Think about it a moment: What are your most precious childhood memories? I bet you have stories to tell and experiences to share. As a boy, I went to the dock daily during the summer to bail out my little skiff, coil her lines and take her on a short row for crabbing or fishing. I would lie down on her bottom, peer over the gunwale and imagine I was on the high seas, though I was only floating in a small tributary to the Tred Avon River.
I grew up on Plaindealing Creek, not far from Bellevue, where my family and friends spent endless summers fishing and crabbing. My little skiff was to me as a bicycle was to most kids. I started sailing log canoes during junior high. I began at the bottom—literally—in the bilge as a bailer, a lowly job that aspiring log canoe sailors still must endure in apprenticeship. During the summers of my high school and college years, I followed the water as a commercial crabber manning a trot line.
As I look back on my connections with the Bay, it seems inevitable that the Chesapeake Bay Maritime Museum would play a central role in my life. My family has deep Eastern Shore roots and many of my ancestors “followed the water.” The first John Valliant arrived in Talbot County in the late 1600s.
My great-grandfather W. H. Valliant owned a seafood and produce packinghouse in Bellevue and schooners that took his products to market in Baltimore. There’s a 1964 Star Democrat photo of me (pictured top ) as a child presenting a modest gift from the students of St. Michaels Elementary School to trustee Gus Van Lennep in honor of the Museum’s founding in 1965. That gift was my first museum fundraising experience. It was followed many years later in working with the Museum’s trustees, members and friends to raise more than $18 million as part of our $16.3 Million Campaign for Preserving the Heritage of the Bay.
What was it that called me back to the Shore after attending Louisiana State University, where I met my wife, Lise? Family and friends. The Bay. The close community of Eastern Shore folk. The proud, fierce, independent watermen and their boats—log canoes, skipjacks, bugeyes, oyster sloops, workboats with drake tail or tumblehome sterns. Fishing and crabbing and sailing. And birding, to which I was introduced by my grandparents, and enjoyed through my long friendship with the late Dick Kleen, my history teacher at St. Michaels High School.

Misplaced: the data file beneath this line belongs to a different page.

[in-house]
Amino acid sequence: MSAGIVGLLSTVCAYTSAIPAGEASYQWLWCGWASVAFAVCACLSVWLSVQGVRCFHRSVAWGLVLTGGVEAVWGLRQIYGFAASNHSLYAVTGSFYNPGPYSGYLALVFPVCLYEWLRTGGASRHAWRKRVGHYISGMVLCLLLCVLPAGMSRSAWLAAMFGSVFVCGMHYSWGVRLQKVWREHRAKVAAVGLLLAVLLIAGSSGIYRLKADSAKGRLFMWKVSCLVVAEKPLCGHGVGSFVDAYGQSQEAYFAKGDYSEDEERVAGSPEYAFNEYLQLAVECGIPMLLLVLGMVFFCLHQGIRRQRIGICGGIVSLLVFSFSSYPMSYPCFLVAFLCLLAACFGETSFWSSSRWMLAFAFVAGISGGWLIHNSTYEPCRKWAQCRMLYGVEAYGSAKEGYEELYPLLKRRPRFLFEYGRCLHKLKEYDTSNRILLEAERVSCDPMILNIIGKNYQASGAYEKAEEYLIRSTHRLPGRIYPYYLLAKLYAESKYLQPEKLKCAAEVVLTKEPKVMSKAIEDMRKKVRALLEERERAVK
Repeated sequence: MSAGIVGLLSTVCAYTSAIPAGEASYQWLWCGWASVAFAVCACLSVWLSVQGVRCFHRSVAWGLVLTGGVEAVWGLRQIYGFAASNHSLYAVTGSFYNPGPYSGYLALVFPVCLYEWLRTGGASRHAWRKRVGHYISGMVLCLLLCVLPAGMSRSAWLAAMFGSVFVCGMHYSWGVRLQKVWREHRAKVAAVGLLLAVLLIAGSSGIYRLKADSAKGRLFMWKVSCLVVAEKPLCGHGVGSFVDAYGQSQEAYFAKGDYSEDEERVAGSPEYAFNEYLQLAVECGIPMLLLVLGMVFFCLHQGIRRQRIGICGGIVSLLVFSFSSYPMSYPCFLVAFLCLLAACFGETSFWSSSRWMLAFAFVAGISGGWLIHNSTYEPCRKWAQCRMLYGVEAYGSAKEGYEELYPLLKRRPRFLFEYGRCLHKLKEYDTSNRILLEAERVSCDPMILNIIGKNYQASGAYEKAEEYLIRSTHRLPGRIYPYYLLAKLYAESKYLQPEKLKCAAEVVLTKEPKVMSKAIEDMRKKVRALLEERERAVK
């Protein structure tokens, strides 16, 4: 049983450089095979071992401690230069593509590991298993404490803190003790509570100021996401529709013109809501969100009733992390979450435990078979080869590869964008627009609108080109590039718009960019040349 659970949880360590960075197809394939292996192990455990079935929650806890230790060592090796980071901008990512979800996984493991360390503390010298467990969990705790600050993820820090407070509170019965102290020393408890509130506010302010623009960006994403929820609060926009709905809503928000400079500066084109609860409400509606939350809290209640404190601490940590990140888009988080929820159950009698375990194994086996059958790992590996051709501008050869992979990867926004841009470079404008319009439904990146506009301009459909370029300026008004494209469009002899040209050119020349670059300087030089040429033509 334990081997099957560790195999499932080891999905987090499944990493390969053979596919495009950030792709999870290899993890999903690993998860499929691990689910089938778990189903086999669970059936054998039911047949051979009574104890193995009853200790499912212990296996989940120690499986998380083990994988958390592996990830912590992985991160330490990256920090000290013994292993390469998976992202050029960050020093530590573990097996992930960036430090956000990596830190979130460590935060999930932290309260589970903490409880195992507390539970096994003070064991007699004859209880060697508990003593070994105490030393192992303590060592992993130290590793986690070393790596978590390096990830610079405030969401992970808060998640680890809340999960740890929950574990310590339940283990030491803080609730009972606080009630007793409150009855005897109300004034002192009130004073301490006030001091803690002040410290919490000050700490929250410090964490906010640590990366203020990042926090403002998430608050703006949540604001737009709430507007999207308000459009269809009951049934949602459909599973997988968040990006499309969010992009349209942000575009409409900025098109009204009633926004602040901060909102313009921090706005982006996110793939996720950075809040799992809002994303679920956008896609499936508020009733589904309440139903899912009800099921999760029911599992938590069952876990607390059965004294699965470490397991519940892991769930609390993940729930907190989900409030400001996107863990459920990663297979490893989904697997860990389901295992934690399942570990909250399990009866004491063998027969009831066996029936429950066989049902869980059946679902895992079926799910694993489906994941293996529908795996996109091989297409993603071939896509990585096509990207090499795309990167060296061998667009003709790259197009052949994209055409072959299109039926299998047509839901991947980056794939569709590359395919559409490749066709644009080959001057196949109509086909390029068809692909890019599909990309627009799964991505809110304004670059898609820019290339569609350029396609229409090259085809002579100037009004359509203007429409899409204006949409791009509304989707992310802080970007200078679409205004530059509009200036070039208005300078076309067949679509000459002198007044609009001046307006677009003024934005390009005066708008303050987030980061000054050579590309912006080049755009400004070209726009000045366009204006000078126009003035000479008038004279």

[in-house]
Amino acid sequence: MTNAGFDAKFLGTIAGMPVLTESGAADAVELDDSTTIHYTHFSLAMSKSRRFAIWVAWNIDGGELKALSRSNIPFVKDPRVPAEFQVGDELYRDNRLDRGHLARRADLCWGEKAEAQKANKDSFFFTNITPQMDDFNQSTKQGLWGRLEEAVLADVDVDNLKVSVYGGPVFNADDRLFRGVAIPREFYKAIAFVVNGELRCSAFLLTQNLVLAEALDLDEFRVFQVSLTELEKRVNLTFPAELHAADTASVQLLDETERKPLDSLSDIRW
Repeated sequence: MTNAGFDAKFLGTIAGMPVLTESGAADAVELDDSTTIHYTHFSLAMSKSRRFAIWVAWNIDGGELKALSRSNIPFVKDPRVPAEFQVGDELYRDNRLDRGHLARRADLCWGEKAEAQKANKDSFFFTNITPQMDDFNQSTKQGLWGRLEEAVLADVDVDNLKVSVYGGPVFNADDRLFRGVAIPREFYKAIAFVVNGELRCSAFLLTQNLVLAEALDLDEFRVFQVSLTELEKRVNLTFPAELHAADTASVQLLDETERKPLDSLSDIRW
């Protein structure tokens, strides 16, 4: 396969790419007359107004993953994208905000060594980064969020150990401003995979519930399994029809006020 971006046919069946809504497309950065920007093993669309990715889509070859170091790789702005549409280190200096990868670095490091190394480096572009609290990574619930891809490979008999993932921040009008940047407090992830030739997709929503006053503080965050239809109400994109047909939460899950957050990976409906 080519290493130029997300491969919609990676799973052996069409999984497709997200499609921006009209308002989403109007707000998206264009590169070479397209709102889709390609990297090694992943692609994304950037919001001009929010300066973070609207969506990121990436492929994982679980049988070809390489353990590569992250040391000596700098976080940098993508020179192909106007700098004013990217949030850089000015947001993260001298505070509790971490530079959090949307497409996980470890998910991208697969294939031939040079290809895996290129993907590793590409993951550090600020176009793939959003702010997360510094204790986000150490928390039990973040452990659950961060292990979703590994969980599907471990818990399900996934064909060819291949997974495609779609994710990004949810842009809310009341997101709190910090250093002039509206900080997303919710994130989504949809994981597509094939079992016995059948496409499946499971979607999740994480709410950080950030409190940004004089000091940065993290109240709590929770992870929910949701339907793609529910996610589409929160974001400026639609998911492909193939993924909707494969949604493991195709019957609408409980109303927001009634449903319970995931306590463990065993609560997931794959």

I was hired at the Museum by Jim Holt, our first full-time executive director. When Jim retired in 1987, I succeeded him and for nearly 20 years devoted my life to the Museum, eventually as President. Each year I worked with staff and trustees to develop the theme and core messages for our annual fund drive, the critical fundraising initiative that supports all aspects of the Museum’s operations.
Several years ago, the Museum’s Boatyard staff came up with the brilliant idea of starting a program that would allow visitors to try building simple wooden boats. Thus was born the successful Apprentice For A Day program, better known as AFAD. It was not a fad! The program continues now and gives visitors, including families with children, authentic maritime experiences. But we needed financial support to get the program off the ground—or, should we say, in the water.
Institutions like ours collect and preserve and exhibit important items. In our case we attempt to relate objects—books, photos, paintings, decoys, tools and many other artifacts—to visitors so they will savor the past and present culture of the Bay. While our region is always undergoing change, our role is to ensure that future generations of children will learn to appreciate the Bay in the intimate way I did as a child—“messing about in boats.”
You can read all you want and explore everything in our collection. But nothing creates a deeper or more lasting bond to the Bay than by going out on it, ideally in a small boat—a kayak, sailboat or rowing skiff. And our rental vessels are not just your usual “Clorox bottles” but classic wooden boats, many of them built in our own Boat Shop through AFAD.
Our Museum gives the next generation authentic experiences that will last a lifetime—and inspires them to respect and protect the Bay and its bounty.
Why do I love the Chesapeake Bay Maritime Museum and why do Lise and I support it? Because it gathers in one place “all things Chesapeake”—from the cry of ospreys nesting in old trees and pilings in the spring, to the melancholy call of geese in the fall. The salt air, pine needles and seaweed at low tide. The uniquely delicate tastes of clams, oysters, rockfish—and steamed crabs, washed down with iced tea or a cold beer.